What do employers look for in new hires?

What do employers look for in new hires?

Finishing your degree might feel like conquering Everest, but as soon as you finish everyone tells you that you’ve only reached Base Camp. Finding meaningful work in a competitive world is a whole new challenge – but we promise, you’re up to it.

Graduating from university, no matter what discipline you’ve chosen, has given you an array of transferable skills that are highly sought after by recruiters. It’s important that you make some smart decisions and leverage those skills as you search for employment.

According to findings published by Graduate Careers Australia (GCA), in 2015 nearly 70 per cent of graduates were in full time work within four months of completing their degree. Another 20 per cent had part time work.

The GCA survey found that up to half of the graduates with full time employment in 2014-2015 found their job through either a job search on the internet, connections to family and friends or visiting university career centres.

You can make powerful connections

For Jane Shelly*, Campus Recruitment Senior Consultant at Ernst and Young, networking is key. ‘It’s absolutely the way to get your foot in the door. It’s how you find out about opportunities.’

University Career Centres are great places to build that network, and where recruiters like Jane facilitate regular information sessions. ‘I’ve been able to develop relationships with students, so that when they do submit an application I know who they are and I’m keeping an eye out for their application,’ she says.

Nici Henningsen, State Manager at the Communications Council, a professional body representing the advertising industry, agrees. It’s vital ‘to build your network, attend industry events and sign up to industry newsletters,’ she says.

New teaching graduates should also keep an eye out for networking opportunities to help land that first job. TeachIn, a UK-based teaching placement service that recruits Australian teachers, offers services including networking events, CV advice and interview coaching.

But for Jane, leaving the job search until after your degree is too late.

‘Students really need to start thinking about their career from their first semester of their first year of university.’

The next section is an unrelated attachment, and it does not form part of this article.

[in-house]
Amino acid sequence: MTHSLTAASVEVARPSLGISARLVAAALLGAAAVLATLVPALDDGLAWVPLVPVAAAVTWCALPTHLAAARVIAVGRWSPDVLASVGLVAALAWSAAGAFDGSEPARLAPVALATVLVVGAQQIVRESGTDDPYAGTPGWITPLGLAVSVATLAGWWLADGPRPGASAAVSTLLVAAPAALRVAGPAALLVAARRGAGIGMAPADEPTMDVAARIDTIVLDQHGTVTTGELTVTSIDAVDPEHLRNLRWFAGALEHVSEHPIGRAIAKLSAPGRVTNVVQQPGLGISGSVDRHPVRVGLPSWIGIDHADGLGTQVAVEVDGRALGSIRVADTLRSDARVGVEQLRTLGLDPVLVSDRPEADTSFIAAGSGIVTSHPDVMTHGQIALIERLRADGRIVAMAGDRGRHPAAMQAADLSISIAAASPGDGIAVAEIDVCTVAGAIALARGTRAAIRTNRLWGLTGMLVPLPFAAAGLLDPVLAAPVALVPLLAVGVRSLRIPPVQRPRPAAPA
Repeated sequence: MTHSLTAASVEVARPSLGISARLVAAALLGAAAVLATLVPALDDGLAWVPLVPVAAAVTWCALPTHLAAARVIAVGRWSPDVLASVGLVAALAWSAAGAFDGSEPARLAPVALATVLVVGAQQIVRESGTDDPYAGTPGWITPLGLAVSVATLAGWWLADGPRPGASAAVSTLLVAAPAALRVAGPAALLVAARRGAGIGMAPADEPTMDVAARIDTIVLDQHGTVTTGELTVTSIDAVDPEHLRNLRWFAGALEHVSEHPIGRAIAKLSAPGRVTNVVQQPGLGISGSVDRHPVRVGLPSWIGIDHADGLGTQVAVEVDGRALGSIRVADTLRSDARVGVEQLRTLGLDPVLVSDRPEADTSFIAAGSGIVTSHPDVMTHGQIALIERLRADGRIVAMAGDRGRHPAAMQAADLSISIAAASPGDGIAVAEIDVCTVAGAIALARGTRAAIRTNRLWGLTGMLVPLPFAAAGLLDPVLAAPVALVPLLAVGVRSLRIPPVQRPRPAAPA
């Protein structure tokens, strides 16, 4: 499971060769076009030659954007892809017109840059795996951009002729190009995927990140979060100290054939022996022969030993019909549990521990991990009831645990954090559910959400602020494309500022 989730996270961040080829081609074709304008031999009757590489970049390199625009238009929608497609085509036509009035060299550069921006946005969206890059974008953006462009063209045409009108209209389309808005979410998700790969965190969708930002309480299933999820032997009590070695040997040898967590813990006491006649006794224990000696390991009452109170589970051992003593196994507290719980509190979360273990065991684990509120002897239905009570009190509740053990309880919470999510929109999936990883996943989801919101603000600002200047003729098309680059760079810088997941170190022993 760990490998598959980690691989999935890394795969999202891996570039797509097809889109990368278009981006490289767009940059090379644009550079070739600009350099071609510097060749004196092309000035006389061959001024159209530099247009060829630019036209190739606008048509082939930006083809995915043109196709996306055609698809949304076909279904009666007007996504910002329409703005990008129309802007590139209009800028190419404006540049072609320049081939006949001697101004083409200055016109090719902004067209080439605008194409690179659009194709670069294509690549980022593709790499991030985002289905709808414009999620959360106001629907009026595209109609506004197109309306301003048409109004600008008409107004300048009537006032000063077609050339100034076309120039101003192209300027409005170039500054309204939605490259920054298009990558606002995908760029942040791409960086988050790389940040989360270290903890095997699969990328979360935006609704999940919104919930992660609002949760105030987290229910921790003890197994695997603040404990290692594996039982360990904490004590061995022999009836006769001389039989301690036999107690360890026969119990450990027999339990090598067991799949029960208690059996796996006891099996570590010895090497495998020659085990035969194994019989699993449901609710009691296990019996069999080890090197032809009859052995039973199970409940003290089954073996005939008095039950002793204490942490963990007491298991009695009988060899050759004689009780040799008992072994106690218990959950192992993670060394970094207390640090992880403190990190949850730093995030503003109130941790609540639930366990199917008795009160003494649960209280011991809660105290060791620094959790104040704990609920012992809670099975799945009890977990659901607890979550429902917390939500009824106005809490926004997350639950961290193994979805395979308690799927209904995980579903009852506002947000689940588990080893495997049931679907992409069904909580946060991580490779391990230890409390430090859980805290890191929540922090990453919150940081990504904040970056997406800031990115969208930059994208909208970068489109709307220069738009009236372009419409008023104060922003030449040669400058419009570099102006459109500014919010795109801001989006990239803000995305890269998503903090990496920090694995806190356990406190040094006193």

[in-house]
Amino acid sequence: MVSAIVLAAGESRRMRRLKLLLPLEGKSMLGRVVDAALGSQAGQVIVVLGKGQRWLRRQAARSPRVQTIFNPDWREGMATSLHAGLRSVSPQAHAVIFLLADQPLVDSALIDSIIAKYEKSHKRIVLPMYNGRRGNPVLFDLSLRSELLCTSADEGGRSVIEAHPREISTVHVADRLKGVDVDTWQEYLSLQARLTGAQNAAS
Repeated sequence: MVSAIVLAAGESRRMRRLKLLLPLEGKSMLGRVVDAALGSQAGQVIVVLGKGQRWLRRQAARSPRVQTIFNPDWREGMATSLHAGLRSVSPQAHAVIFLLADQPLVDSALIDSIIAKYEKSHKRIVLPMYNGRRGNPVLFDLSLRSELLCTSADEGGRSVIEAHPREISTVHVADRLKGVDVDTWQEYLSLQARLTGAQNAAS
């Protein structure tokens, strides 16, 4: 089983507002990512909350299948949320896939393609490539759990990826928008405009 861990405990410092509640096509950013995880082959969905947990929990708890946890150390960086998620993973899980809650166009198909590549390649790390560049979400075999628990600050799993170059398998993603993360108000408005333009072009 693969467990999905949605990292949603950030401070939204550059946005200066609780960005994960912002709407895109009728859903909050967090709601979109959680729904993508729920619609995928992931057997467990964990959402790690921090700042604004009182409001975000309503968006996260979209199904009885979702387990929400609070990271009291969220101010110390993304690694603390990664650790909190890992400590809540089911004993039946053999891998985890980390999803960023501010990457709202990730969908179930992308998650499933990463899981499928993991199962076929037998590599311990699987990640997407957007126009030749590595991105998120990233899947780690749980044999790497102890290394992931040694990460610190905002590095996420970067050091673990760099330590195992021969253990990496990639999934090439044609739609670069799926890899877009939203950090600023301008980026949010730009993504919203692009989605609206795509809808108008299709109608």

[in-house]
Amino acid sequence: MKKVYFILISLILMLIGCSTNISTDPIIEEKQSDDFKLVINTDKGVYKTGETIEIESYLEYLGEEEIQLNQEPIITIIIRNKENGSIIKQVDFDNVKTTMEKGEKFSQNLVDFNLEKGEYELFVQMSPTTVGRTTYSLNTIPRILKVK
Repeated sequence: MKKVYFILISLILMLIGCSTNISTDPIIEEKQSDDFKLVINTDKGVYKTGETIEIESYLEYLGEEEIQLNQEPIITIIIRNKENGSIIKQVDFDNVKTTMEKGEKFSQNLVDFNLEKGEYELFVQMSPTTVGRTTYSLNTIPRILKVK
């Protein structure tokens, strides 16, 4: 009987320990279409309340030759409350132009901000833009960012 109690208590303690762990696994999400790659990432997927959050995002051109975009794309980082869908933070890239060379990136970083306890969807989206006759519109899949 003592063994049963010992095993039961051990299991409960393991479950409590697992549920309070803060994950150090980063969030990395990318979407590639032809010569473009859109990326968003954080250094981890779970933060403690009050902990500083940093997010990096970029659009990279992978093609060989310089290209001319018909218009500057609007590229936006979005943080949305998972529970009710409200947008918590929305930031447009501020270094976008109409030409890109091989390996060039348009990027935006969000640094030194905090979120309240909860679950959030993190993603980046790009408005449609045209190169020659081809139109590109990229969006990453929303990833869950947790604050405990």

She urges students to take advantage of career opportunities, whenever they arise.

‘We have some early identification programs that are designed to introduce students to the business world early in their degree and put them on a bit of a pathway that leads them into an internship and then a graduate program,’ she says.

How to make a great impression

Whether your path follows an internship or graduate program, or you find a great job advertised online, it’s important to make a great impression to get on the recruiter’s shortlist. But will your skills and attributes be what they are looking for?

For Gemma Yates, the Group Overseas Manager of TeachIn, the key is industry experience. For most teaching candidates, that means the teaching placements undertaken as part of a degree are essential for industry experience – and references.

Jane Shelly also looks for a broad range of experience in candidates. From extra-curricular activities such as sport and theatre, to getting involved in student politics, volunteering, travelling and previous employment. ‘All of these things demonstrate that they are capable of balancing multiple things at once, and have a lot of various experiences they can bring to the role.’

Nici Henningsen says ‘passion and knowledge are imperative’ for a career in advertising. She looks for candidates with a ‘willingness to want to get into the industry,’ and a ‘knowledge of the industry and its players and key trends.’

‘Be curious, arrive with questions,’ she suggests.

‘As prospective candidates, they should be able to define their own career and understand how they will achieve this and why. This is important to be able to decipher the committed from the uncertain. Careers in commercial creativity are highly contested, so if you don’t have a clear articulation of the why, you may be overlooked.’

Of course, getting an interview is just the first step. Impressing the panel of interviewers is something else. ‘Punctuality and enthusiasm’ top the list for Gemma. Nici agrees – she says candidates have to ‘set themselves up for success’ with punctuality and a neat and tidy dress code. But more importantly, she urges, be prepared.

It’s all in the preparation

‘Be armed with knowledge of the employer; the brands they work on and recent wins,’ she says. ‘Show evidence of industry and business knowledge. Read the business sections of the paper. Know client and agency business.’

Jane agrees. ‘Business acumen is really important. Not only being able to intelligently talk about what’s happening in the world at the moment, but also having the ability to relate that to the role they’re applying to.’

Jane suggests that interview candidates prepare some answers to behavioural-based questions using the STAR formula (Situation, Task, Action and Result). ‘It’s a good way to structure your response.’

A little research and enthusiasm can help you achieve your goals. As Heningson says, ‘passion, a willingness to learn, and the right attitude’ will set you up for future success.

‘Listen. Do. Be one step ahead. Show up ready to make a difference, and always have and own a point of view. Be authentic. Be true to your own brand. Know who you are and what you won’t compromise.’

Equip yourself with the skills and knowledge employers are looking for. Learn more about Career Ready Advantage.

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